The war is about to become more brutal and bloody. It is a matter of time before Afghans begin to resist continued Western occupation. Now, India has profound interests in Afghanistan
While we wish Trump and his generals well in their attempt to force a rethink in Pakistan’s Afghan policies, the high probability is that Pakistan will not compromise on its core interests. And, indeed, Pakistan is far from isolated in the region. (The head of Iran’s Islamic Revolutionary Guard Corps General Mohammad Ali Jafari suggested somewhat ominously last week that the US should consider relocating its military bases beyond the 2000-km range of Iranian missiles.)
On the other hand, Trump administration’s “terms of engagement” for the US military envisages the untrammeled use of air power in Afghanistan. Already, this year’s war casualties are climbing high. The war is about to become more brutal and bloody. It is a matter of time before Afghans begin to resist continued Western occupation. Now, India has profound interests in Afghanistan. While the US has the option to make an exit, India lives in its region.
Mattis also had an eye on Delhi, where, he hoped, his remark on CPEC would tickle Indian vanities. Mattis hopes to promote weapons sales to India and it helps to ingratiate the US as India’s best friend on the planet
Secondly, the US is dragging India into its problematic relationship with Pakistan. Whereas, India-Pakistan relations are already complicated enough without the addition of an Afghan vector to it. By bringing CPEC into the calculus, Mattis may create a geopolitical muddle from which it’d be very difficult for India to extricate. Mattis could have upfront hailed India’s territorial sovereignty, but he instead chose to remain ambivalent – hunting with the hounds and running with the hare.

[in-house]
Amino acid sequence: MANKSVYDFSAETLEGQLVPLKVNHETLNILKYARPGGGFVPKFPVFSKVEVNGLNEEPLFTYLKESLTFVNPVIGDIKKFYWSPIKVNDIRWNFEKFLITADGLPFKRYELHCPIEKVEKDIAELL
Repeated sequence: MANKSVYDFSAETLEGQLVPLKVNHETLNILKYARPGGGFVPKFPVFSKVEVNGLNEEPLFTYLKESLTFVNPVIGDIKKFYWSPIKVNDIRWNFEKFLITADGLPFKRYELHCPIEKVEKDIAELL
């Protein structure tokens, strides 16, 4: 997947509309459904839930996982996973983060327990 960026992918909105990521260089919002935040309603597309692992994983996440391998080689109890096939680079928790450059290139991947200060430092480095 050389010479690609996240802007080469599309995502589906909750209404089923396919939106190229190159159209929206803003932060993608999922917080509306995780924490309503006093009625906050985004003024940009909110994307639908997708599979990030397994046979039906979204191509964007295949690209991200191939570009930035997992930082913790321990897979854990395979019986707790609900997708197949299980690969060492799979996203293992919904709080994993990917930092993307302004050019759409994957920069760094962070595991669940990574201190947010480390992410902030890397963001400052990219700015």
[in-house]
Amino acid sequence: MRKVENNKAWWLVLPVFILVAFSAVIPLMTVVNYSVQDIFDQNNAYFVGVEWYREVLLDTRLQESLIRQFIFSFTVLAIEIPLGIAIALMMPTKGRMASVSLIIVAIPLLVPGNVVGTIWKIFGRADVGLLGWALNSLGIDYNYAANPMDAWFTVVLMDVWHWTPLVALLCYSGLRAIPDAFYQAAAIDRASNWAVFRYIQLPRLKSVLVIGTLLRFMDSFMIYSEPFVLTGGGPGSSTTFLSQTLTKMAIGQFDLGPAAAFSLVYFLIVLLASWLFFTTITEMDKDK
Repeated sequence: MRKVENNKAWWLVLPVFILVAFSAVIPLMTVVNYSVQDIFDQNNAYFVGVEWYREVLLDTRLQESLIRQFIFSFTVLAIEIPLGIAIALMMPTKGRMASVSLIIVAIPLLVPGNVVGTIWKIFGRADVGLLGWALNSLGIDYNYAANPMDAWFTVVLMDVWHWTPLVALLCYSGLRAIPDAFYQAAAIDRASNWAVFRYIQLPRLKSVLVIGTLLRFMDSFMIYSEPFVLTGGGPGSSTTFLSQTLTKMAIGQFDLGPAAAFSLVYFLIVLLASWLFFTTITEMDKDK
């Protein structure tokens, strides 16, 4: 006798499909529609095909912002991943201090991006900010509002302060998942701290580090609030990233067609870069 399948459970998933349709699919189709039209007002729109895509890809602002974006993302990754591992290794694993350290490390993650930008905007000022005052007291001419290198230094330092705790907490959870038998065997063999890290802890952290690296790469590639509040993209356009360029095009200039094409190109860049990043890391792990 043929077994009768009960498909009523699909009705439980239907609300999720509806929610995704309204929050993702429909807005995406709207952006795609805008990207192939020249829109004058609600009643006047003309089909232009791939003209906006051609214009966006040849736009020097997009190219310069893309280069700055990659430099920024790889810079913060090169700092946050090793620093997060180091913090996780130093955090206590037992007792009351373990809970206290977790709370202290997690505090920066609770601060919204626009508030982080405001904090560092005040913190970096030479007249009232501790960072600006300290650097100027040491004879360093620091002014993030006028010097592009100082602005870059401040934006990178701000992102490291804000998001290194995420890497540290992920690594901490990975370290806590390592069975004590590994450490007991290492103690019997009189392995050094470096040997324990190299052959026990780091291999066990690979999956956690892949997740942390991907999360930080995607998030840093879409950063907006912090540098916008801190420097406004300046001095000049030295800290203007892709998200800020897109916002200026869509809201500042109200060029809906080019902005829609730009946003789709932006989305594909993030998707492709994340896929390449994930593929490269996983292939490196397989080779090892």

Thirdly, India always has an option to engage Pakistan bilaterally. That should remain India’s preferred option too. Bandwagoning with the US’ regional strategies can only create unhappy endings. Countries like Turkey and Saudi Arabia (and Pakistan) are today sadder and wiser. Their geopolitical experience provides an abject lesson for India.
The US objective is to willy-nilly remain embedded in the region for which it creates “bloc mentality” and fuels latent irritants and tensions among countries of the region. Mattis’ testimony brings to mind the phrase from the ancient Roman poet Virgil’s Aeneid – Timeo Danaos et dona ferentes (“I fear the Danaans [Greeks], even those bearing gifts”).
M. K. Bhadrakumar has served as a career diplomat in the Indian Foreign Service for over 29 years, with postings as India’s ambassador to Uzbekistan (1995-1998) and to Turkey (1998-2001). He writes extensively in Indian newspapers, Asia Times and the “Indian Punchline”. This piece was first published in Indian Punchline. The views expressed in this article are the author’s own and do not necessarily reflect Global Village Space’s editorial policy.